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Archive for the ‘The words of others’ Category

Avoiding a Harmful E-Diet

Posted by Yacoob on March 16, 2011

As a reminder to myself and to my readers, here’s an excellent piece from Suhaib Webb‘s site.

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Avoiding a Harmful E-Diet

by Naiyerah Kolkailah

Food is a necessity in life. But keep over-eating (irrespective of nutritional value), and you can become overweight and obese. Eat unhealthy, fatty foods, and you get high cholesterol, high blood pressure, and other nasty illnesses and diseases. The Internet can be compared to our relationship with food. It is a great tool that provides us innumerable benefits. But if we over-indulge or keep ingesting unwholesome pieces and quantities, it can ruin our physical, spiritual and mental health.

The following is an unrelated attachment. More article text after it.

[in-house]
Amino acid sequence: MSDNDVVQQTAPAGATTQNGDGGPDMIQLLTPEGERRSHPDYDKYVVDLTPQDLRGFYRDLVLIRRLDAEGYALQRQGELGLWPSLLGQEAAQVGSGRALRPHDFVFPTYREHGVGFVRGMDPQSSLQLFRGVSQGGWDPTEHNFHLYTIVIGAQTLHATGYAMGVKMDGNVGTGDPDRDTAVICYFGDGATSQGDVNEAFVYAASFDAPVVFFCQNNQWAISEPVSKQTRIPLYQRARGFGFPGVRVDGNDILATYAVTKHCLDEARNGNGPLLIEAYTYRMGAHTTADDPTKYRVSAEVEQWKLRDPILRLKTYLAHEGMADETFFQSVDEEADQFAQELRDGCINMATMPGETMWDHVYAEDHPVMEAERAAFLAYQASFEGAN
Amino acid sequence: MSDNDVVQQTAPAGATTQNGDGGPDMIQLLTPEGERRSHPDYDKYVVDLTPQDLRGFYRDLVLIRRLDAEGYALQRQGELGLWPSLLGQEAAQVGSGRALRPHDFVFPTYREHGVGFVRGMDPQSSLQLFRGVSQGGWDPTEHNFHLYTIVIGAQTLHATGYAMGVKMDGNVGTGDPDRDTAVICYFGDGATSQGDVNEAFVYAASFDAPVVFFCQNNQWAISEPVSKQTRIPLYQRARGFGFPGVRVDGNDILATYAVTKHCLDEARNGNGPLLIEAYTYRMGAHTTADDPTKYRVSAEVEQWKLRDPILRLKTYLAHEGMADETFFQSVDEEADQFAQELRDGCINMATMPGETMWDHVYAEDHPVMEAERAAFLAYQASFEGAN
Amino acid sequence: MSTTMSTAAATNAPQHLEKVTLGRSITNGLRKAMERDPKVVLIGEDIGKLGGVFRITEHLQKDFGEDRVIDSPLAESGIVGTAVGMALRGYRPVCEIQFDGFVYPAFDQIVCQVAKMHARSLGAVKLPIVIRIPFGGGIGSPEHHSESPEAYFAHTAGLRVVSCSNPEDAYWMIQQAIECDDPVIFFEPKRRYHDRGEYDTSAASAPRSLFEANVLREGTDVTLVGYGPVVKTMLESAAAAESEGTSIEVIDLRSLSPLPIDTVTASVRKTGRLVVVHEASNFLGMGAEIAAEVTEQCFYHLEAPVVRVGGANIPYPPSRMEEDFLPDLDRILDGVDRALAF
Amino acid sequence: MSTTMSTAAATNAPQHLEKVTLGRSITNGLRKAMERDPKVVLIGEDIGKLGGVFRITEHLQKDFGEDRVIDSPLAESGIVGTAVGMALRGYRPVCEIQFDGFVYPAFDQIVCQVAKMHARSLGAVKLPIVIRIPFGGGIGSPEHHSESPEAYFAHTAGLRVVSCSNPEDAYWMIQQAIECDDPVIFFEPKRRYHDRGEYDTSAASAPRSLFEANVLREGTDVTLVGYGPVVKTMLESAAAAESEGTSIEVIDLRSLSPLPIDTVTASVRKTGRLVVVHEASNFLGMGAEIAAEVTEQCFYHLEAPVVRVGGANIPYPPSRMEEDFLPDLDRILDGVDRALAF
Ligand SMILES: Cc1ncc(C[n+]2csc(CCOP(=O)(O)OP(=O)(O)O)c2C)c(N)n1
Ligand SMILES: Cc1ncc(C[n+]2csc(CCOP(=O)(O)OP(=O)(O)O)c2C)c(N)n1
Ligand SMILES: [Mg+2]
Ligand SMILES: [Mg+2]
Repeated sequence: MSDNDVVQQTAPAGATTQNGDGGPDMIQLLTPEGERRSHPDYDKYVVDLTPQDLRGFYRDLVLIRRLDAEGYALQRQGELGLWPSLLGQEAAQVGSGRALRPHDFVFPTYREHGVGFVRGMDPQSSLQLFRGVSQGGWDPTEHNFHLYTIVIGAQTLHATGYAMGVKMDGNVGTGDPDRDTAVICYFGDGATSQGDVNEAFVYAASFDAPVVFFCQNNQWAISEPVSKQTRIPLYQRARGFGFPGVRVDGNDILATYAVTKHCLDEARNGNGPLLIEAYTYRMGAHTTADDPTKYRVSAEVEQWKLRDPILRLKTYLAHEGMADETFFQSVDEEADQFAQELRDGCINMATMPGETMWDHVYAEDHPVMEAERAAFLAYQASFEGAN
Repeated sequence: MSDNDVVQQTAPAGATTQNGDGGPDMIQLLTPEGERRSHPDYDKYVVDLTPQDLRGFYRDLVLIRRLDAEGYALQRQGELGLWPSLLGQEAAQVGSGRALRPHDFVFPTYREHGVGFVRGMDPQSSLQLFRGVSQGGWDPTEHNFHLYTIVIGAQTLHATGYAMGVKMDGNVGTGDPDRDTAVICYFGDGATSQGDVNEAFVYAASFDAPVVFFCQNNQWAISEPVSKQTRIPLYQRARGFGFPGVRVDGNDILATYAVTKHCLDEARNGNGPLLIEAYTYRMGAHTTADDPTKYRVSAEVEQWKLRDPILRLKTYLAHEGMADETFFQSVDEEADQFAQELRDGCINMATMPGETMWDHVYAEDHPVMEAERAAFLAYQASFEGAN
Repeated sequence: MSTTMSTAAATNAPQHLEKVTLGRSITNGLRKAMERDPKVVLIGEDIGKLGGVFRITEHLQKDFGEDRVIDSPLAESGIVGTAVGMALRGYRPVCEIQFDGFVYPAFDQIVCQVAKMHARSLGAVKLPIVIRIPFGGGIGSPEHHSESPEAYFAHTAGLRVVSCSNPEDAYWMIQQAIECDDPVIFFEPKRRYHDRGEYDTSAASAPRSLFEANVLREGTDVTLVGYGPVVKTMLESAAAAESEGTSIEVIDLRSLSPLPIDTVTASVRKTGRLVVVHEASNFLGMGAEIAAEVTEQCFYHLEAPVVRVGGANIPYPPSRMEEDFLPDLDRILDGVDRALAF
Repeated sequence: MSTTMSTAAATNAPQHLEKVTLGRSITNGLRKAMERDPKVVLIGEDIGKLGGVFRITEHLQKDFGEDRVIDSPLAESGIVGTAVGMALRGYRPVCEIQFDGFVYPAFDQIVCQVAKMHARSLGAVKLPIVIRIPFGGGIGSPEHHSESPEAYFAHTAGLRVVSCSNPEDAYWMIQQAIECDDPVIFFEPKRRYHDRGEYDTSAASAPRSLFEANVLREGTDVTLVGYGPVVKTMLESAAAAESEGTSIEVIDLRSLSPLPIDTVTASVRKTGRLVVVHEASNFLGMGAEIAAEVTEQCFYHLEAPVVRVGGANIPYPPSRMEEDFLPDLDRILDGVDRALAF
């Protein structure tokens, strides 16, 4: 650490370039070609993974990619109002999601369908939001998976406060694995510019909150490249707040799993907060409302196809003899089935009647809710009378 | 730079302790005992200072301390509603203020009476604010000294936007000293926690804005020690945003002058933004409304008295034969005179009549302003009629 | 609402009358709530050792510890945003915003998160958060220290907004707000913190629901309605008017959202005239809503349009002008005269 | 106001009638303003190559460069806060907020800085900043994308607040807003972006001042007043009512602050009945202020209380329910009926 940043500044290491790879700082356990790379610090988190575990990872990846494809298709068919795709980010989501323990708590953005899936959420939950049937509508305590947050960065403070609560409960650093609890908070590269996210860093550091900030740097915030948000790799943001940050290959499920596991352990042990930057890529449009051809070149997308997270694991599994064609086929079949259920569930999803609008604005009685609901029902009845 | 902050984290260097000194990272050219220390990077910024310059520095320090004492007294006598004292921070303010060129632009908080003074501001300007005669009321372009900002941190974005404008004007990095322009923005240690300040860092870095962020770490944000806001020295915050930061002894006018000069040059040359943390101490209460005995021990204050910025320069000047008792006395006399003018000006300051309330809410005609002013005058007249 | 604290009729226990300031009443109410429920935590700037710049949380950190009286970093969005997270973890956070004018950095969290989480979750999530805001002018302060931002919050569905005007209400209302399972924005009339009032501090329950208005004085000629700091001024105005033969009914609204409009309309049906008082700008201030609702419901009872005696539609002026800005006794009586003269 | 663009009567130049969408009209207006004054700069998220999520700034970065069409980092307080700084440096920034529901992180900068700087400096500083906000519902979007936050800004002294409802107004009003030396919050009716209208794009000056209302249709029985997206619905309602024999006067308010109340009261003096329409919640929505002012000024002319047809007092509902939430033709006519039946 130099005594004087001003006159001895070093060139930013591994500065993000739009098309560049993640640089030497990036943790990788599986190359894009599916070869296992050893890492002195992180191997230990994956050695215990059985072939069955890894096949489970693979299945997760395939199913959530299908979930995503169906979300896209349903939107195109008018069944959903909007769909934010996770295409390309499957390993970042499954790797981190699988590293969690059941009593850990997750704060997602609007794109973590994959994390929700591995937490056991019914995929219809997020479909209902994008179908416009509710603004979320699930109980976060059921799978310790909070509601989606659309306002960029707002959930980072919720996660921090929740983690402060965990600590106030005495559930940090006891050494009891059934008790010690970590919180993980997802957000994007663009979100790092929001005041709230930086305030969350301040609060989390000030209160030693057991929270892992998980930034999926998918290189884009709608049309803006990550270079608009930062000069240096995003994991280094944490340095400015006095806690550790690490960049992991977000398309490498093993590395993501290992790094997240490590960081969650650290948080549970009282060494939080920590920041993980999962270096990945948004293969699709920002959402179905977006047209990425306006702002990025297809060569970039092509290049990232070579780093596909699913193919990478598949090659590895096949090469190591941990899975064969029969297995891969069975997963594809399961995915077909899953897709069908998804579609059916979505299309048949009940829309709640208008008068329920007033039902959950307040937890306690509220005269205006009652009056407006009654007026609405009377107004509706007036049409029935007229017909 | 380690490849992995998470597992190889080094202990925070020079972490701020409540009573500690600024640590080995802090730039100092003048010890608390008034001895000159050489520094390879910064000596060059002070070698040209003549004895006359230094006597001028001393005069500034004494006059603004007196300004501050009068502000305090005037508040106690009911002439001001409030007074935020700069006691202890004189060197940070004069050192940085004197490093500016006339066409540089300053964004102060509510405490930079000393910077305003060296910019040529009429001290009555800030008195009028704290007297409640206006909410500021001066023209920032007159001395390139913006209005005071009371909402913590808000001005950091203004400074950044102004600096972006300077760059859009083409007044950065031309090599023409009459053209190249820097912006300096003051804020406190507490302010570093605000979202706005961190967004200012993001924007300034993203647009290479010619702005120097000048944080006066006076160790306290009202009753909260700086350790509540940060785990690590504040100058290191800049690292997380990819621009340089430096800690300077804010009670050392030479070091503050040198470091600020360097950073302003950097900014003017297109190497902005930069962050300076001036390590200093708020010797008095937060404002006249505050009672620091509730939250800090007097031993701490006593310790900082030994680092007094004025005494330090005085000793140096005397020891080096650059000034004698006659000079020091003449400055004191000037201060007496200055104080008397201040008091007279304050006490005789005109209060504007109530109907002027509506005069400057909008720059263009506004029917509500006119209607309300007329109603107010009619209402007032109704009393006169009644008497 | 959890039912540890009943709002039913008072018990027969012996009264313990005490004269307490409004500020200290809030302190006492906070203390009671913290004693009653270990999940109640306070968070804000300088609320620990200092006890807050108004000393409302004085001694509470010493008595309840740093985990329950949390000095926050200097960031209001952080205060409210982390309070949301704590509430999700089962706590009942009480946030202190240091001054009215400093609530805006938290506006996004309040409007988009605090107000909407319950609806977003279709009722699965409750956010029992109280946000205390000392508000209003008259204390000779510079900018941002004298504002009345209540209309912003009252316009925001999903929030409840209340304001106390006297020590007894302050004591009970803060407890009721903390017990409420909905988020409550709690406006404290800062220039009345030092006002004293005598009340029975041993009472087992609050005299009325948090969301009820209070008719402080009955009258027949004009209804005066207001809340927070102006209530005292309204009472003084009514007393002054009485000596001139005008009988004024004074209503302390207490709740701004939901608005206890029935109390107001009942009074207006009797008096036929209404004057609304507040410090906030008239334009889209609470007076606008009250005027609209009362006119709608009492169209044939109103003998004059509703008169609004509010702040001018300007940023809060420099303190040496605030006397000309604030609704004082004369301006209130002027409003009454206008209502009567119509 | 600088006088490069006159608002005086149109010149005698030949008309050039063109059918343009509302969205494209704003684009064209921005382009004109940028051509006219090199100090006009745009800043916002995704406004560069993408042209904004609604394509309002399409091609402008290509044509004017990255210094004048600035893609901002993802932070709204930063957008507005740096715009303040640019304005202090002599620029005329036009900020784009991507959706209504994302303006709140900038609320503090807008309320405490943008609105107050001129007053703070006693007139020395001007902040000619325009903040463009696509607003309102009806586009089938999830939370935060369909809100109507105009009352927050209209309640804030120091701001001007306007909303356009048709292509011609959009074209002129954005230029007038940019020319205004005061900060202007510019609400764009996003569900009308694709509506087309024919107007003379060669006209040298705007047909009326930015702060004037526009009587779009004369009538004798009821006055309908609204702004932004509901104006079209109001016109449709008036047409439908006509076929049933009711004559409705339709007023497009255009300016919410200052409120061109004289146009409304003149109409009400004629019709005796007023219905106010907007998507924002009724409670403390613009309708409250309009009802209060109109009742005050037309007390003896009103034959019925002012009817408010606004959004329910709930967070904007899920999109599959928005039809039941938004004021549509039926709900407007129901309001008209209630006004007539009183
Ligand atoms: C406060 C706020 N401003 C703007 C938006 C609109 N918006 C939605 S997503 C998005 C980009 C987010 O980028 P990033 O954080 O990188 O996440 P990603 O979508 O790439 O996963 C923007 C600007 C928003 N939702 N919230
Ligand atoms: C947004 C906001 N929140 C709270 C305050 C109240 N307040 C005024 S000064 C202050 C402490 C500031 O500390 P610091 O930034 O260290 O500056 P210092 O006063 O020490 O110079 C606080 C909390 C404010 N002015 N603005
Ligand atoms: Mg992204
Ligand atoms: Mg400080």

With the plethora of content in cyberspace, it’s difficult to maneuver without feeling overwhelmed and virtually claustrophobic. It’s a challenge to be selective in what to read, who to talk to, and what activities to engage in. It’s a struggle to even turn off our electronic gadgets that constantly beep, flash and vibrate with new e-mails, updates, and instant messages. Someone or some group always wants to show and tell us something—always wanting immediate attention. If we comply—all the time—we’ll be hooked for good, and always waiting for more.